Anonymous Daguerreotype

Anonymous Daguerreotype, Young Girl, Hand-colored, in Half Case
Anonymous Daguerreotype, Young Girl, Hand-colored, in Half Case

Just another random daguerreotype. I was drawn to the image by the hand-coloring which is subtle, unlike some I’ve seen where it can get over-the-top, and the flaw in the hand-coloring – notice that her face was nicely tinted, but they forgot to do her hands!

I’m no fashion expert, so I can’t give you more precise information about dating the image based on the wardrobe of the girl, but from the style of the dag itself, you can tell this one is from the 1850s – the mat itself is ornate and highly tooled, and the packet is wrapped in a gilt brass frame. Early daguerreotypes (1839-mid 1840s) have very simple geometric mats, often with a pebble texture. As the 1840s turned into the 1850s you get the thermoplastic cases and the more stylized mats, and ending with the ornate mats and packet frames. Tooled leather cases continue side-by-side with the thermoplastic cases through the Daguerrian era and on into the end of the cased tintype era, so using the case itself to date the image is not sufficient. If I can find my reference book that has a timeline of the evolution of photographic presentation styles, I’ll amend this to clarify when thermoplastic cases came into being and when they died out, but that could be a while – my library is a bit higglety-pigglety right now as I’ve run out of shelf space (2000+ volumes will do that to you).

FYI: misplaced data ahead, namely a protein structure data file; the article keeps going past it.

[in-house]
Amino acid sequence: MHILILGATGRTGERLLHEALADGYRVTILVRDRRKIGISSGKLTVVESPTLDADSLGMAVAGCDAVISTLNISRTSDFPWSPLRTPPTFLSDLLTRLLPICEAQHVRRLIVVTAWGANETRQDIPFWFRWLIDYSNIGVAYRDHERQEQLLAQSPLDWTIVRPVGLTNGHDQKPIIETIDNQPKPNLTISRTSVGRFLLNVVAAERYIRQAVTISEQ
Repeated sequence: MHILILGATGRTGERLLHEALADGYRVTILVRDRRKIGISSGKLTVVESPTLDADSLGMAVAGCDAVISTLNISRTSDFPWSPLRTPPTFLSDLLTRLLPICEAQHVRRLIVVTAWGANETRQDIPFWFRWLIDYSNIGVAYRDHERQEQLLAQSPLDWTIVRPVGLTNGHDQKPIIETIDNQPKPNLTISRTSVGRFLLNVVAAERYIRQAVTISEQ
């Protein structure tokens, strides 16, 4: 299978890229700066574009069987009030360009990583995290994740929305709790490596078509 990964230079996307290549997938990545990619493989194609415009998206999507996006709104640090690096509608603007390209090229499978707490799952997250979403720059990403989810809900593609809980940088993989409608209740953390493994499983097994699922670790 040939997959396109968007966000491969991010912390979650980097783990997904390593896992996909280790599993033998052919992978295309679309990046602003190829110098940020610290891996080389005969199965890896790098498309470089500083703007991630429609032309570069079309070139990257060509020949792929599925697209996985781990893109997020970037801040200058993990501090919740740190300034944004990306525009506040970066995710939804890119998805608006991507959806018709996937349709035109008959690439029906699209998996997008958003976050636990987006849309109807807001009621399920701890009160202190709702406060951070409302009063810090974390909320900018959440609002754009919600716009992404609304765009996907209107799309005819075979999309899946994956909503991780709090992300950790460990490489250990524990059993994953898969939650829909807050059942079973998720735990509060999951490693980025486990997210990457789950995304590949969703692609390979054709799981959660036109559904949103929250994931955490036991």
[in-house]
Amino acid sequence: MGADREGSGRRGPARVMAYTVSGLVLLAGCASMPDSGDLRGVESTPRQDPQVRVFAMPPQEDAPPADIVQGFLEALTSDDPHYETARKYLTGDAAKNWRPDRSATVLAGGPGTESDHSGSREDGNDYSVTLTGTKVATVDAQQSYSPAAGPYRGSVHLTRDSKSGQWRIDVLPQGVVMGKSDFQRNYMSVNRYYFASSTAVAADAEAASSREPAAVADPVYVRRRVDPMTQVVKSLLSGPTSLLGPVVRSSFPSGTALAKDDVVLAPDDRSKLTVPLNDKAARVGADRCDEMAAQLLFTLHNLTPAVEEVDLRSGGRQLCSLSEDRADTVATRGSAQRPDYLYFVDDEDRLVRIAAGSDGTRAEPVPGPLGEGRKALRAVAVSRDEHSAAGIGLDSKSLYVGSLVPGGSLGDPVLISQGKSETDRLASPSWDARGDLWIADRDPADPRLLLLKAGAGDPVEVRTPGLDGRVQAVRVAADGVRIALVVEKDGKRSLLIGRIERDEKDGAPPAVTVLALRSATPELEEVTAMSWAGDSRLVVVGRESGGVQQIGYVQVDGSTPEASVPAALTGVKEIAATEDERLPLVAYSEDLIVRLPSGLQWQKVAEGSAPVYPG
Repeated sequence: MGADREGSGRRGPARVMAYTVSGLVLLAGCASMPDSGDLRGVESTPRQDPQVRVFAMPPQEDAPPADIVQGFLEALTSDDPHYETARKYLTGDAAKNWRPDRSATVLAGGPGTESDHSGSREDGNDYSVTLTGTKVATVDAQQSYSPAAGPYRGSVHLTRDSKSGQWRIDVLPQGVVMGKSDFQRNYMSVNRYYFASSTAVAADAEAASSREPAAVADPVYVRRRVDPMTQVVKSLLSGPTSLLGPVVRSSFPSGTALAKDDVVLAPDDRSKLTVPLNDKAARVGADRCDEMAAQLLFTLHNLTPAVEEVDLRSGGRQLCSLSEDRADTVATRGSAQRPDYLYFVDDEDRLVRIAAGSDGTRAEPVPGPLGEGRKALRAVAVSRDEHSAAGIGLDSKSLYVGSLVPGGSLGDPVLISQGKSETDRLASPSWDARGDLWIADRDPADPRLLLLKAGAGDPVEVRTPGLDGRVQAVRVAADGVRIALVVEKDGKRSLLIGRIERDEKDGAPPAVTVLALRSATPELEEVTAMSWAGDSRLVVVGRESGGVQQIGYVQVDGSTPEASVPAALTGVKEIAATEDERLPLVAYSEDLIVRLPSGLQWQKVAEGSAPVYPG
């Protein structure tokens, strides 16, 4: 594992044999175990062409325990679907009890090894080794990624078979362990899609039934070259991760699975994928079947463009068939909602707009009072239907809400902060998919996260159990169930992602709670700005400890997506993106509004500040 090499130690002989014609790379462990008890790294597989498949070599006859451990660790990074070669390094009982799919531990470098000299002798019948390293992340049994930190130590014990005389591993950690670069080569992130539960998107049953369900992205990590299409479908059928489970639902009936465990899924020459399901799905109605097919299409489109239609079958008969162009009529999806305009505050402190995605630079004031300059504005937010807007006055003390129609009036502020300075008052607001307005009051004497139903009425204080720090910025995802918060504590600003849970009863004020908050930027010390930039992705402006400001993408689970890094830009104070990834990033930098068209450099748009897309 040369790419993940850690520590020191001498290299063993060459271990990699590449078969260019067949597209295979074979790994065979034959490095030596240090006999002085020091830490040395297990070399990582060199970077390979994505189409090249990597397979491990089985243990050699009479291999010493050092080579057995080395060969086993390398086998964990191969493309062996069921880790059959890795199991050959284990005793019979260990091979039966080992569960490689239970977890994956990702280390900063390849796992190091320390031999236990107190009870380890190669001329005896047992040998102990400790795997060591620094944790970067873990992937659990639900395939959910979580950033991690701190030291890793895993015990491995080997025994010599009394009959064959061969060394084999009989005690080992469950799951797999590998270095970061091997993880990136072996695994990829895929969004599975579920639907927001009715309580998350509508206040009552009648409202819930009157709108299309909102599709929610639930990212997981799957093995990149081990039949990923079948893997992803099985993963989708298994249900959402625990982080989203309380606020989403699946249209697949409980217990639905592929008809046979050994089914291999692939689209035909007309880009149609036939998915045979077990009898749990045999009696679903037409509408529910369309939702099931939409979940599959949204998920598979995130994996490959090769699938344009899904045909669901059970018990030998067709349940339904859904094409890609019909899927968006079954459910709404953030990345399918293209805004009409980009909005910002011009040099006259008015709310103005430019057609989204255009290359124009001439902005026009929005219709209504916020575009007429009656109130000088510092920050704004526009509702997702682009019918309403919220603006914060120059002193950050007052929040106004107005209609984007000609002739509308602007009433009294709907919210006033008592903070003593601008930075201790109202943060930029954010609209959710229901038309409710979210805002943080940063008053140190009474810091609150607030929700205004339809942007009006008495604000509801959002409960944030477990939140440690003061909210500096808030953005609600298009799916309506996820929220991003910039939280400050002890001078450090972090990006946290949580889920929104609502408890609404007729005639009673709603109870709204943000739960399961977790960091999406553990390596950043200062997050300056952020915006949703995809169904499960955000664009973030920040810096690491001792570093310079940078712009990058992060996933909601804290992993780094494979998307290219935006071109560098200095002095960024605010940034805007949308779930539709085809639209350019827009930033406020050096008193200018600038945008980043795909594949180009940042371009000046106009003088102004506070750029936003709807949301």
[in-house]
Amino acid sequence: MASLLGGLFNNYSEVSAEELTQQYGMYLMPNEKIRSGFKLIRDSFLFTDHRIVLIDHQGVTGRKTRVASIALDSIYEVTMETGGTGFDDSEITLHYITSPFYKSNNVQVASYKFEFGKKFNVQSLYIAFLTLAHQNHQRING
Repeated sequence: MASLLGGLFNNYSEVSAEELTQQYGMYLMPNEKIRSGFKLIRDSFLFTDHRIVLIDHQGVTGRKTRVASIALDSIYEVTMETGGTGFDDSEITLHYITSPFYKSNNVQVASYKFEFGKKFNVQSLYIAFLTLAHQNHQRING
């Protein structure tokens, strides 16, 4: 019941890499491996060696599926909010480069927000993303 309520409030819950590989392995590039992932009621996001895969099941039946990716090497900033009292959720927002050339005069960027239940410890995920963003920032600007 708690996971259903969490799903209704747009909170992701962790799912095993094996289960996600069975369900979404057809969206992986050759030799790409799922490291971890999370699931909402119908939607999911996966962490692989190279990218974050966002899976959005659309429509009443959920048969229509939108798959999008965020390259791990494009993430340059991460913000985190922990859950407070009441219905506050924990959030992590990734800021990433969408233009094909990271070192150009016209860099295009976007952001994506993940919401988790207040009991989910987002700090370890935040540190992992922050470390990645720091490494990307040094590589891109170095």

One thought on “Anonymous Daguerreotype”

  1. The clarity is extraordinary. I cannot imagine the effect these early photos would have had on people. They must have seemed truly miraculous! They are still so gob-smackingly beautiful today. Looking forward, as always, to more.

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